About Our People Legal Stuff Careers
Kosuke Morita, researcher of Riken (Institute of Physical and Chemical Research) who led a group discovered element 113, poses for a photo with a periodic table of the elements after the element was named, during a press conference at the institution in Wako, northwest of Tokyo, Thursday, June 9, 2016. Nihonium, symbol Nh, for element 113, was discovered in Japan, and Nihon is one way to say the country's name in Japanese. It's the first element to be discovered in an Asian country. (AP Photo/Eugene Hoshiko)

Scientists have officially added four new elements to the periodic table


Please welcome: Nihonium, Moscovium, Tennessine and Oganesson.

New elements on the block

Chemists have officially added four new names for elements 113, 115, 117 and 118 to the periodic table.

Scientists discovered the new elements between 2002 and 2010.

The International Union of Pure and Applied Chemistry officially recognized the discoveries in 2015.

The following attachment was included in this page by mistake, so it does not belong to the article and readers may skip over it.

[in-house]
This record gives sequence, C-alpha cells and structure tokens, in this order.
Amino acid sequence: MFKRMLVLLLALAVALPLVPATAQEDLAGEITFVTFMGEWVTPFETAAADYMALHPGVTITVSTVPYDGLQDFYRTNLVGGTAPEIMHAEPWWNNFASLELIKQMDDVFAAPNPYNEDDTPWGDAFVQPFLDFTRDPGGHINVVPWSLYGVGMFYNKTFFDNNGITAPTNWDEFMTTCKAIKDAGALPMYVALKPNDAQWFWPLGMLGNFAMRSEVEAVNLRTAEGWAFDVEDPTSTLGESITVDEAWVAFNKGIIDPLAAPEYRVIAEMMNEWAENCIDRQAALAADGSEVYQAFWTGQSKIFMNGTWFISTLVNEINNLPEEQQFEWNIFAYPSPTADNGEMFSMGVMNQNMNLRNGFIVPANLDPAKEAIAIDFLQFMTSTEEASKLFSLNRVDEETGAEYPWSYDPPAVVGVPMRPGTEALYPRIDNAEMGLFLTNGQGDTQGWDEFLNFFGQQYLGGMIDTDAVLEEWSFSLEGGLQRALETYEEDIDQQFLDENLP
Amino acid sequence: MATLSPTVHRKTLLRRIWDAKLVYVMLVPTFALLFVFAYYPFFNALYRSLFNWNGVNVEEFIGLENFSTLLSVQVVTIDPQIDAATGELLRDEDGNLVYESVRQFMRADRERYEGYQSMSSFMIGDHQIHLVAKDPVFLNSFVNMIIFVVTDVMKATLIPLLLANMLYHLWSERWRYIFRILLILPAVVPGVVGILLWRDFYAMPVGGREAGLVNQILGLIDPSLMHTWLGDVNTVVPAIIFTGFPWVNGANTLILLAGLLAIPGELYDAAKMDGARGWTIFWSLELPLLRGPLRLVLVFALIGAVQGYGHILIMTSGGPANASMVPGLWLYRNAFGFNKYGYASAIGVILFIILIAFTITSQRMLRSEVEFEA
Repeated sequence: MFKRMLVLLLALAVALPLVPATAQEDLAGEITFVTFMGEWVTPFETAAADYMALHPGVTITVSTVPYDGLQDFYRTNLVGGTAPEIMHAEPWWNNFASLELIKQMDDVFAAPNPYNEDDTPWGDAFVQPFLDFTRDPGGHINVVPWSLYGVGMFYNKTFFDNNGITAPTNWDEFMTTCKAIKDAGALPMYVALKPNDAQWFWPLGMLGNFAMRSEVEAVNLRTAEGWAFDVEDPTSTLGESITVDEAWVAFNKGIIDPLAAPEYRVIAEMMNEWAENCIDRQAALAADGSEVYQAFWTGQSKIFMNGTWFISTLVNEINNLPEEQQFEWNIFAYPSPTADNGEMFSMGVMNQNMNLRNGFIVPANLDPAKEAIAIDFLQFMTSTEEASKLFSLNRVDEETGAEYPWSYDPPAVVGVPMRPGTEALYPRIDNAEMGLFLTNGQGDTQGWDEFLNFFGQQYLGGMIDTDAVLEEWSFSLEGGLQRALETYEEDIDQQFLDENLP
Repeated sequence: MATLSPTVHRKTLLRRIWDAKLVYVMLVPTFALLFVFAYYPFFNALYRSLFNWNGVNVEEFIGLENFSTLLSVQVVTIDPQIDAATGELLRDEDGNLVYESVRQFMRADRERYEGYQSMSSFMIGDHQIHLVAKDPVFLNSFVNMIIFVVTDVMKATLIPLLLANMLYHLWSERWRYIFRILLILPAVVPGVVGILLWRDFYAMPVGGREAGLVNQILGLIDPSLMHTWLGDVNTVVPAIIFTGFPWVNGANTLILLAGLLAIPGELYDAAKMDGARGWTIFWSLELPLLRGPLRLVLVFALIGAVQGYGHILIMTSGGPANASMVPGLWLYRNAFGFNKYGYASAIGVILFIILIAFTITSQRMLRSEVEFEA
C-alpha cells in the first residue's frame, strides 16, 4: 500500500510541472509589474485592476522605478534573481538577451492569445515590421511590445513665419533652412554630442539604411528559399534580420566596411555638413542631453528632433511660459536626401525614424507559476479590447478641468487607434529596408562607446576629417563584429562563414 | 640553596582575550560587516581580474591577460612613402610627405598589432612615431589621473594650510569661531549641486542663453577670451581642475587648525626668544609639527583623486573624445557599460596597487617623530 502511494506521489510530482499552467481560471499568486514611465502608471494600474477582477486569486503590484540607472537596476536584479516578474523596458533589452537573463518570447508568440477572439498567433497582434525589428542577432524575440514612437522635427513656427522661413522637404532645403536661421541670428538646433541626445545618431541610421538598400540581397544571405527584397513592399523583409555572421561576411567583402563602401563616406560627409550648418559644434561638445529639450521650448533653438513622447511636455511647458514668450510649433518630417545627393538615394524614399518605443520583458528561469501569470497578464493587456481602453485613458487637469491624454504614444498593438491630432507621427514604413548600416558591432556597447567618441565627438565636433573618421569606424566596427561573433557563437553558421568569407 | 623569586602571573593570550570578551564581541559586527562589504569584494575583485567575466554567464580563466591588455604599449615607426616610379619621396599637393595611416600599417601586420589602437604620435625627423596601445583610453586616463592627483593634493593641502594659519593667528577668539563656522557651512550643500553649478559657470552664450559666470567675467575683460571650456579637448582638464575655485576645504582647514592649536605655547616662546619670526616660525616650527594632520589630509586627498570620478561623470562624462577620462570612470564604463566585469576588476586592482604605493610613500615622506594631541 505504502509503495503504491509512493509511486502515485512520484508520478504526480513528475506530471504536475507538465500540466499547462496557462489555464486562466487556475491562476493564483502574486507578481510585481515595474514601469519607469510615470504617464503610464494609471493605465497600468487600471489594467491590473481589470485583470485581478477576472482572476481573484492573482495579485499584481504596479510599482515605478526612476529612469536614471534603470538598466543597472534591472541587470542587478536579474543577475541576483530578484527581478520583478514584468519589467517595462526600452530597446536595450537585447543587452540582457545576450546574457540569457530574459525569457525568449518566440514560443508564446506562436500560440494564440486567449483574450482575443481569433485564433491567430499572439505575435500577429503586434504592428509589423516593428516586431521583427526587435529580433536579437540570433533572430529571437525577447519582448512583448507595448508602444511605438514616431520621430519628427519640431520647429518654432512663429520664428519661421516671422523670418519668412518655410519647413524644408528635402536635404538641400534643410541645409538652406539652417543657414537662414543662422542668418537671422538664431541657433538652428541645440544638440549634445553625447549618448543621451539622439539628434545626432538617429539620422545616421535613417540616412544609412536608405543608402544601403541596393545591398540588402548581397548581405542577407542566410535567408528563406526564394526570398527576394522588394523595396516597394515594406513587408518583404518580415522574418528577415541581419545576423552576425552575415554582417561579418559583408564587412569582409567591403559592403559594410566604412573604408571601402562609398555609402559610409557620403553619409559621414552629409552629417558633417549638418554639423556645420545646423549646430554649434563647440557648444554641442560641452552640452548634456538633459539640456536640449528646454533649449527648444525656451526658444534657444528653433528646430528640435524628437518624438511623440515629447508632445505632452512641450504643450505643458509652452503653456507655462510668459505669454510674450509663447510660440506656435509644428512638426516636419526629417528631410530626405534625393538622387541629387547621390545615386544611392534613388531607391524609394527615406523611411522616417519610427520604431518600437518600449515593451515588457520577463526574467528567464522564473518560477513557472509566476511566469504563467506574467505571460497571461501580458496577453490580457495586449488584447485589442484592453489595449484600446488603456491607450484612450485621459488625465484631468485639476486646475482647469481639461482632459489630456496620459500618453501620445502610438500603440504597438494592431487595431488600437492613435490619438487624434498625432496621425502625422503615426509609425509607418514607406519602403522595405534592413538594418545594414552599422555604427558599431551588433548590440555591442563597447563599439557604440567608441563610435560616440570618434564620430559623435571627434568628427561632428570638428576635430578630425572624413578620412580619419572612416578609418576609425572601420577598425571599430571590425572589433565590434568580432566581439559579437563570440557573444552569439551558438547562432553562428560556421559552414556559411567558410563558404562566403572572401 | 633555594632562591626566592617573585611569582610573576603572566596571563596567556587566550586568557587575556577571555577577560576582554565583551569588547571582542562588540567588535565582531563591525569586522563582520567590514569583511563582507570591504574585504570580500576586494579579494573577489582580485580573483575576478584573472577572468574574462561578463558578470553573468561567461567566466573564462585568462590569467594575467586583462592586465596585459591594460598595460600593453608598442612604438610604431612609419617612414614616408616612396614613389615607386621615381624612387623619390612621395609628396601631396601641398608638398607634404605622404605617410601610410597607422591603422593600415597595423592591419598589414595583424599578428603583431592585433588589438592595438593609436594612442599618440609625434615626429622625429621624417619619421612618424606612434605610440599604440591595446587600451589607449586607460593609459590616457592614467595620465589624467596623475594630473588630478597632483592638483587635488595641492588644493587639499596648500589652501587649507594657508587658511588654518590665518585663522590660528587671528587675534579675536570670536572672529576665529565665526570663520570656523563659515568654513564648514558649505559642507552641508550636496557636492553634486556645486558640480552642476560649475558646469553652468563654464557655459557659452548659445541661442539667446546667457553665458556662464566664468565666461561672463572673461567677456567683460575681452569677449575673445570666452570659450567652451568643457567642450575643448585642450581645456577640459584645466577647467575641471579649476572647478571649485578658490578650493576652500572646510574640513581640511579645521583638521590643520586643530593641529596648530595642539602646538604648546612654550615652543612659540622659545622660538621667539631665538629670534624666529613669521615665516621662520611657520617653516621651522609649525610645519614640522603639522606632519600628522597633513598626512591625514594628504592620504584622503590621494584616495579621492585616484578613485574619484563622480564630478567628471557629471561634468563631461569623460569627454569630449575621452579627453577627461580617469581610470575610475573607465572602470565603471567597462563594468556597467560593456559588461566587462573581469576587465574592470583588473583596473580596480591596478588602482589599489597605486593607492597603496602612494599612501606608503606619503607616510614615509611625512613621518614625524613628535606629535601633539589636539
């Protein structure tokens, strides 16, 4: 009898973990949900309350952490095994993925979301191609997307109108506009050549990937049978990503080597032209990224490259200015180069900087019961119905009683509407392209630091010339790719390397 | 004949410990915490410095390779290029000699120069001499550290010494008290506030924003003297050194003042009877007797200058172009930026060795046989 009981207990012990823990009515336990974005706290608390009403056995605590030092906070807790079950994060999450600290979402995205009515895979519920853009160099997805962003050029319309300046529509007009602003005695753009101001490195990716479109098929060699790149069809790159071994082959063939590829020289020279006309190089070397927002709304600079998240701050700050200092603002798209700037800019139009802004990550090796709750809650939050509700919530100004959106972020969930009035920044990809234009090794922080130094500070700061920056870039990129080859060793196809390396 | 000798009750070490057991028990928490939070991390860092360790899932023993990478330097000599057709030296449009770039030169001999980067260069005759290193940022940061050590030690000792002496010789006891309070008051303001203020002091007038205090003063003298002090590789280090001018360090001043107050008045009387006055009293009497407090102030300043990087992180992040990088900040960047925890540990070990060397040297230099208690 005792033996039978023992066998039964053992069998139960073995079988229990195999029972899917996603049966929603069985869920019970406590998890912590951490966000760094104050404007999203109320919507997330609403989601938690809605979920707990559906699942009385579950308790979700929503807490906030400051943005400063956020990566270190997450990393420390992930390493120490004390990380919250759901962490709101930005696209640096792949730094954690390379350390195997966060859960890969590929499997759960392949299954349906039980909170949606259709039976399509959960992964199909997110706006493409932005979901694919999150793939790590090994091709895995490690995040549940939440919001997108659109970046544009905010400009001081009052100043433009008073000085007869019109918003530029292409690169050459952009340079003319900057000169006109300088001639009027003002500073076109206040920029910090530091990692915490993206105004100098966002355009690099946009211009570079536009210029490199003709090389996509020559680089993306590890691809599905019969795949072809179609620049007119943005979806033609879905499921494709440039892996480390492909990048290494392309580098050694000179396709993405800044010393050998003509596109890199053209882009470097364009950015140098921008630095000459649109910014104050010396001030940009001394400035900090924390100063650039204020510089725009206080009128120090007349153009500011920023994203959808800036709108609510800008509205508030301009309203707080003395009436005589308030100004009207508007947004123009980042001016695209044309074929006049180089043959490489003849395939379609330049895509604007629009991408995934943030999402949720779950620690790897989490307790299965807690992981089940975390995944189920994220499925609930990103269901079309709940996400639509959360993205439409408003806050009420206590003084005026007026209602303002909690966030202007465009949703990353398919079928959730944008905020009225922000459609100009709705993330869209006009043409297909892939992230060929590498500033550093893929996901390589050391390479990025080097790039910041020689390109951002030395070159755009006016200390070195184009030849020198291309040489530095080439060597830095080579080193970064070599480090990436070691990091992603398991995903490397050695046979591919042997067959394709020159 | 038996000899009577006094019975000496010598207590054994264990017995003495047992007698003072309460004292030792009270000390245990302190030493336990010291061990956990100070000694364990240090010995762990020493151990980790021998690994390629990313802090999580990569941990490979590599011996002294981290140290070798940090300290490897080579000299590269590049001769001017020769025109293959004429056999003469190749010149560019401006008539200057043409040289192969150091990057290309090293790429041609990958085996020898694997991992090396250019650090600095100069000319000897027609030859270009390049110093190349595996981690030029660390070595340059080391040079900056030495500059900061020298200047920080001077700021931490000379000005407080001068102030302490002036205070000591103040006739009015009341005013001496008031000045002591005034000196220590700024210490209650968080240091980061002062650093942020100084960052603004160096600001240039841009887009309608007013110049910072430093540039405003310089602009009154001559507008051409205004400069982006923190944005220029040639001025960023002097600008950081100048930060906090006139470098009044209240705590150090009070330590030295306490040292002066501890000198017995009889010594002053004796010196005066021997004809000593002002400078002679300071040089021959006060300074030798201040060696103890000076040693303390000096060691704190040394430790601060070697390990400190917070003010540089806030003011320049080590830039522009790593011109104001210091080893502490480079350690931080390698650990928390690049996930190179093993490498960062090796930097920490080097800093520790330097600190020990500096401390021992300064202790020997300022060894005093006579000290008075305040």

The scientists filled their boxes with the new elements in the periodic table.

Here's where the names come from:

Nihonium (Nh): Japanese researchers named it after the Japanese word "Nihon" -- what Japanese call their island nation.

Moscovium (Mc) and Tennessine (Ts): A team of Russian and United States researchers named Mc after Moscow and Ts after Tennessee.

Oganesson (Og): A Russian team named it after Yuri Oganessian, a famous "element hunter."

Read Comments
Facebook Twitter Instagram Pinterest Linked In List Menu Enlarge Gallery Info Menu Close Angle Down Angle Up Angle Left Angle Right Grid Grid Play Align Left Search Youtube Mail Mail Angle Down Bookmark